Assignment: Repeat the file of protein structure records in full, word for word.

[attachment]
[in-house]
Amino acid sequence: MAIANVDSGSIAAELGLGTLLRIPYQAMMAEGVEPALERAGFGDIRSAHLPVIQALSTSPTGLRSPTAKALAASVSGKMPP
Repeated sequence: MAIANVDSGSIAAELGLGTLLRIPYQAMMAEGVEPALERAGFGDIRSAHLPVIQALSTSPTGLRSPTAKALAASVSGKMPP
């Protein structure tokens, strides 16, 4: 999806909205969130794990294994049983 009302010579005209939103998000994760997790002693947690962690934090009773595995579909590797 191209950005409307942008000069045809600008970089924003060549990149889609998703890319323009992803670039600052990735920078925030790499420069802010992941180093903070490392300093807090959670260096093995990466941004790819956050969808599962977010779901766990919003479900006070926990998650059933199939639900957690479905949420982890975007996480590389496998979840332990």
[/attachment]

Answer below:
[in-house]
Amino acid sequence: MAIANVDSGSIAAELGLGTLLRIPYQAMMAEGVEPALERAGFGDIRSAHLPVIQALSTSPTGLRSPTAKALAASVSGKMPP
Repeated sequence: MAIANVDSGSIAAELGLGTLLRIPYQAMMAEGVEPALERAGFGDIRSAHLPVIQALSTSPTGLRSPTAKALAASVSGKMPP
């Protein structure tokens, strides 16, 4: 999806909205969130794990294994049983 009302010579005209939103998000994760997790002693947690962690934090009773595995579909590797 191209950005409307942008000069045809600008970089924003060549990149889609998703890319323009992803670039600052990735920078925030790499420069802010992941180093903070490392300093807090959670260096093995990466941004790819956050969808599962977010779901766990919003479900006070926990998650059933199939639900957690479905949420982890975007996480590389496998979840332990």